HIV care and treatment for children in resource-limited settings.
Although efforts to combat the HIV epidemic have focused on the perinatal reduction of HIV transmission, many children are still being infected with HIV in resource-limited settings. Access to HIV care, cotrimoxazole and antiretroviral therapy (ART) for HIV-infected children has greatly improved in recent years, and has proven to be very effective in reducing mortality in all age categories. Many challenges remain to be resolved, such as the retention in care of children born to HIV-infected mothers, the lack of pharmacokinetic data on ART in malnourished children, optimum timing of ART, treatment and diagnosis of concomitant tuberculosis, and the effects of ART and HIV on the child's development. In the long term, treatment success might be negated due to lower rates of viral suppression in children and the accumulation of resistance mutations. Evidenced-based comprehensive care models should allow for decentralizing care up to the level of the community, allowing larger numbers of children to receive HIV care.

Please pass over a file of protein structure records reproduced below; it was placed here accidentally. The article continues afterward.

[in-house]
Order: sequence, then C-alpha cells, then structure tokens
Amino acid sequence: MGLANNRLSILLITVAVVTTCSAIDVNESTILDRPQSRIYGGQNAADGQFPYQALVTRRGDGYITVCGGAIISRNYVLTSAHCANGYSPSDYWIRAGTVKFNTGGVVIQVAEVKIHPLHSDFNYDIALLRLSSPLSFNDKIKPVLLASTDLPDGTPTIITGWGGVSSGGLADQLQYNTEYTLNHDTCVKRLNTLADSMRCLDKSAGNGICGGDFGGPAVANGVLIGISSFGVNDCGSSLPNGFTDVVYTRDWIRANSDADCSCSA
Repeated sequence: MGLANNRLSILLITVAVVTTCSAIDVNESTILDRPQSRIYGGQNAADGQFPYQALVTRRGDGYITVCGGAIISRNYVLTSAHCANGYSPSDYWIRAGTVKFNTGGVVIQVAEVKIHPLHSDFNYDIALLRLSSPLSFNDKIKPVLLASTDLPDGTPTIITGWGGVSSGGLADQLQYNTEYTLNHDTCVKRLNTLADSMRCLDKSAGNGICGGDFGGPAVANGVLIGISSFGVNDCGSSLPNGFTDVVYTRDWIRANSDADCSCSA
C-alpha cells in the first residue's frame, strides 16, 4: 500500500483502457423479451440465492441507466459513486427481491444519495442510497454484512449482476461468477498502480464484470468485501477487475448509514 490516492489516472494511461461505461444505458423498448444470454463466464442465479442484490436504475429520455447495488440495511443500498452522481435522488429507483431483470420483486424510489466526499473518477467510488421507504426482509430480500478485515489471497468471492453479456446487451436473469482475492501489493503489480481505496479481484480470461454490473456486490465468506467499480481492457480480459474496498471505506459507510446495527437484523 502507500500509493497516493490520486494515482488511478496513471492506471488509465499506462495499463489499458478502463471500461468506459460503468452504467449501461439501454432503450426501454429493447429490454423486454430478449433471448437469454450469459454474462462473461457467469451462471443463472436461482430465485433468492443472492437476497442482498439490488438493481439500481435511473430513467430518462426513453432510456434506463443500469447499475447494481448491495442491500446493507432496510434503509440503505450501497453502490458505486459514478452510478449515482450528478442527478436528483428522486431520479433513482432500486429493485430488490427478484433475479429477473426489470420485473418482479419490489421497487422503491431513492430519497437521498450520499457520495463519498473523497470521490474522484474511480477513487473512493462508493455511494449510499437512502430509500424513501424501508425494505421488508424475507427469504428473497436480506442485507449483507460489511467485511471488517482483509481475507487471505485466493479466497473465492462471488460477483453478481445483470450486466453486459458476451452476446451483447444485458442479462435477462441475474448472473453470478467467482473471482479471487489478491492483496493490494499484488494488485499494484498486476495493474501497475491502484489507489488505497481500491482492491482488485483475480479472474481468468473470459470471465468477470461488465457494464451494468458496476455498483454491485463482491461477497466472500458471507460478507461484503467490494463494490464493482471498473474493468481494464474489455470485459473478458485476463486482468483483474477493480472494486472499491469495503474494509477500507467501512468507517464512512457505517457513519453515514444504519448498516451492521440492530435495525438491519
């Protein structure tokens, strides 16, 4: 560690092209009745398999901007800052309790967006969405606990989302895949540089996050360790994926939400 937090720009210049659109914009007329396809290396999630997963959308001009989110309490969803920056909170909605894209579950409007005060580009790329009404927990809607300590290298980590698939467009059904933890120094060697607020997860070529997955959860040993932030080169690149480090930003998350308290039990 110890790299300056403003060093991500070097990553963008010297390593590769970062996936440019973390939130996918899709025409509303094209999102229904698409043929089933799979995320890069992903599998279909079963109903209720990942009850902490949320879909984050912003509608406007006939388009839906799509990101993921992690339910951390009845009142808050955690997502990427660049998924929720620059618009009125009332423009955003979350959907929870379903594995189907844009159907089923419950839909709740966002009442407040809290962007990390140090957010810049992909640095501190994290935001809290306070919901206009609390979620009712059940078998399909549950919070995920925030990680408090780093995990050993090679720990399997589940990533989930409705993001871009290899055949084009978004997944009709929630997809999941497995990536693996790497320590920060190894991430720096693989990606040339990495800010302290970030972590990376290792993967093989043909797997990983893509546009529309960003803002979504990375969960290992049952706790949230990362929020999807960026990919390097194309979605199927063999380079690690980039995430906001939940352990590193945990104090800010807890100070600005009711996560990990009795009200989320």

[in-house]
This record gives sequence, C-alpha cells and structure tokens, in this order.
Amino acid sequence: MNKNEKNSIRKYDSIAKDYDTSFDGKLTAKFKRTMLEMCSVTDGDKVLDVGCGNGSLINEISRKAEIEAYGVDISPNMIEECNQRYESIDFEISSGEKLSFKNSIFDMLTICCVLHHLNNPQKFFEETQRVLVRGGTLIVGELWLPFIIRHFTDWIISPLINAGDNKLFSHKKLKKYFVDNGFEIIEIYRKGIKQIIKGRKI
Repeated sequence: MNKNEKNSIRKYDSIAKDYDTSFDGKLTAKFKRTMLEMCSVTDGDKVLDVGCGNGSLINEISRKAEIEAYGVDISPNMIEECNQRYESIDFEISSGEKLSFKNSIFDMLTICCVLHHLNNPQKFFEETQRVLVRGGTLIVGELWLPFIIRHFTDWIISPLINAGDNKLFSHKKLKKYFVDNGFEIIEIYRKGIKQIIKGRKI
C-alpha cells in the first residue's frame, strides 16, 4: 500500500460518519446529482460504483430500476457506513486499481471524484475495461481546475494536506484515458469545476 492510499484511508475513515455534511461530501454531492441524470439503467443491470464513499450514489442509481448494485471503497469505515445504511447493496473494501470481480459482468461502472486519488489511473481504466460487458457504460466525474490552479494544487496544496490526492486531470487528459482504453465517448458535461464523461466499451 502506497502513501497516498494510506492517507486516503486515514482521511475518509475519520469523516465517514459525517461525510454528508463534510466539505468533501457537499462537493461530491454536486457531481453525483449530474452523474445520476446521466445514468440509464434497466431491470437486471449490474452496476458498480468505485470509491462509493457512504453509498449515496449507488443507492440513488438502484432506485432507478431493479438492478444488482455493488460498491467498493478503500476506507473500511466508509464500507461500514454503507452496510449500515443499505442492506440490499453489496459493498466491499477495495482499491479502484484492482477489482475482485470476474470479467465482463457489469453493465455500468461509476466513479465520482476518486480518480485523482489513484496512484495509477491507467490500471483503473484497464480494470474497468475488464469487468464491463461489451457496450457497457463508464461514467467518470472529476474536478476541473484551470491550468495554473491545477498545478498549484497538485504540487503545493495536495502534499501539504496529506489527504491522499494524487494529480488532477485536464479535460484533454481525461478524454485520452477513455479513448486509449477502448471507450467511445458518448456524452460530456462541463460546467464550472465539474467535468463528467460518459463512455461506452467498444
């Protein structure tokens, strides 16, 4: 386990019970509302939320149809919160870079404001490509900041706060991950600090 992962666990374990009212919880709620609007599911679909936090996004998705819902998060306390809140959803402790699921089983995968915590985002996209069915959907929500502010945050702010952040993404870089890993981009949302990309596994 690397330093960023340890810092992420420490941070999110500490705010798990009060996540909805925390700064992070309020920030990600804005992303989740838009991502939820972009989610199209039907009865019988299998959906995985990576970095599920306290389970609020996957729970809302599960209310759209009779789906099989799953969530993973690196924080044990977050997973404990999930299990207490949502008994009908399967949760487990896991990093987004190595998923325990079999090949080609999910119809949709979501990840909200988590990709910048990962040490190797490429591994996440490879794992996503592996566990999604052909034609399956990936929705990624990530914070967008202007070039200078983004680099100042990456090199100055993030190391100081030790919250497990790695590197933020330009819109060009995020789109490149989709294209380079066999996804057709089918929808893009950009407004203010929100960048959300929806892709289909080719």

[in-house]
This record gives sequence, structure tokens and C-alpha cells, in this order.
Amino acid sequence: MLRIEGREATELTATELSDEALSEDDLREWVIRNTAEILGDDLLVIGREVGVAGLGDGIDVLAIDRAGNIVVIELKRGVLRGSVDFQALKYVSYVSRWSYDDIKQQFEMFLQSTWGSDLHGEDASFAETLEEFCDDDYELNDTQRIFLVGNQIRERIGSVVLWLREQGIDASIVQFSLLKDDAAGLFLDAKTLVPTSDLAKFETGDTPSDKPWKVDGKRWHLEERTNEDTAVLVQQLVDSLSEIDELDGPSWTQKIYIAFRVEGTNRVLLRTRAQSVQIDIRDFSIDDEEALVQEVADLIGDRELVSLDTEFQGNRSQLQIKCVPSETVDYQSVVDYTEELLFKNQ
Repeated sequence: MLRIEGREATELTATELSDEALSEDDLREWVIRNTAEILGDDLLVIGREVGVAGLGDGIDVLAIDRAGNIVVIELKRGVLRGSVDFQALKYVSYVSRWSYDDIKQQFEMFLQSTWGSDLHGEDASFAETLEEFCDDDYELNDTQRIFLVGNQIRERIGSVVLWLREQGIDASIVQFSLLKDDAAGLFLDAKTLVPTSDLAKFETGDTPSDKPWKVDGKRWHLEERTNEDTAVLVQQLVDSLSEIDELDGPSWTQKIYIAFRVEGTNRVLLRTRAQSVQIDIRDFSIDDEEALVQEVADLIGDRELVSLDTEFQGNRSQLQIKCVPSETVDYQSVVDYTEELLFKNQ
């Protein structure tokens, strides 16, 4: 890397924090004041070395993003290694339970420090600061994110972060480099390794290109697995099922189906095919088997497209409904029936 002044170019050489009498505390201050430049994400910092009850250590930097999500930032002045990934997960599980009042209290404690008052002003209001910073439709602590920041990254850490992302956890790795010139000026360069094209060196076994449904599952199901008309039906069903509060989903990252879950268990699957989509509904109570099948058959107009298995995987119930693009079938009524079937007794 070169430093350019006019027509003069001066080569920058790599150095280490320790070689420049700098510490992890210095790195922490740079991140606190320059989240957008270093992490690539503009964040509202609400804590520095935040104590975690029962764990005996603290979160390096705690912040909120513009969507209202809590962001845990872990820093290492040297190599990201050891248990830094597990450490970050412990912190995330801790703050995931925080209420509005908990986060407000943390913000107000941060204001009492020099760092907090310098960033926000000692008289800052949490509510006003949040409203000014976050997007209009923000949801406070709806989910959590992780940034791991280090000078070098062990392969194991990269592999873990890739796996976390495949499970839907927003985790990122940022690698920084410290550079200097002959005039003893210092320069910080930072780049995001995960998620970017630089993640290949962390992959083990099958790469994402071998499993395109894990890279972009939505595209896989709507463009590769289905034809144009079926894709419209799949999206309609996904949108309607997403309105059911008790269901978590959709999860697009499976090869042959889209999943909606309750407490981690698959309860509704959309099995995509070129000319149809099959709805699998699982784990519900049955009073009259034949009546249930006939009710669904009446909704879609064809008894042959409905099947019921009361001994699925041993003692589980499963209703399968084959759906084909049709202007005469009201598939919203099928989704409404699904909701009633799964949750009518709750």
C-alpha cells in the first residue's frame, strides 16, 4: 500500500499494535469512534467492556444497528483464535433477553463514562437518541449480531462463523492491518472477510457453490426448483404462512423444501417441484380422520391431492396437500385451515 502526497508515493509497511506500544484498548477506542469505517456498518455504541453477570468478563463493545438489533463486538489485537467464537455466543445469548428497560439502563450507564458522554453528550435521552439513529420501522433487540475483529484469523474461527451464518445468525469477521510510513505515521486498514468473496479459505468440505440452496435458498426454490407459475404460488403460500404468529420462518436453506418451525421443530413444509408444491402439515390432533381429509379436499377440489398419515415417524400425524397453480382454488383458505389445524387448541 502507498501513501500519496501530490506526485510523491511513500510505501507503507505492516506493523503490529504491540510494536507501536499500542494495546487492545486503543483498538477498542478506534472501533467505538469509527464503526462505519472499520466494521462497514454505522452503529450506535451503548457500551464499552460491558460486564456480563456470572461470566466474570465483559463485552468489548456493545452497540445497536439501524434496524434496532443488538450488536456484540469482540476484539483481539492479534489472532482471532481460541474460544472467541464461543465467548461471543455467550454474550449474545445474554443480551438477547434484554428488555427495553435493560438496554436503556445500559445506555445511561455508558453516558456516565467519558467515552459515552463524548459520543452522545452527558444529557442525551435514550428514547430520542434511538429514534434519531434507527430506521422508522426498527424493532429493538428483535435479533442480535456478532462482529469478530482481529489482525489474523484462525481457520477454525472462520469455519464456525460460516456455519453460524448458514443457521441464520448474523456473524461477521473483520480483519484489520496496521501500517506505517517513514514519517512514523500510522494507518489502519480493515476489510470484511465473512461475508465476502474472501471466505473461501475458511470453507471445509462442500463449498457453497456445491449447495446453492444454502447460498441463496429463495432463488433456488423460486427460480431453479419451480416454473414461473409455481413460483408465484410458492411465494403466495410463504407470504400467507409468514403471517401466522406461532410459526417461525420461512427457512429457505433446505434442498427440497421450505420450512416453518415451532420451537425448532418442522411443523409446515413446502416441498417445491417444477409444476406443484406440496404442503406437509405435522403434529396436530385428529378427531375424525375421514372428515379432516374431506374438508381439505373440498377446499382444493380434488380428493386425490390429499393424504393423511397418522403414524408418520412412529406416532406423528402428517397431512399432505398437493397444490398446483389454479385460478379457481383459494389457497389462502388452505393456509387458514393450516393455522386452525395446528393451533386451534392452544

Callens, SFJ; McKellar, MS; Colebunders, R
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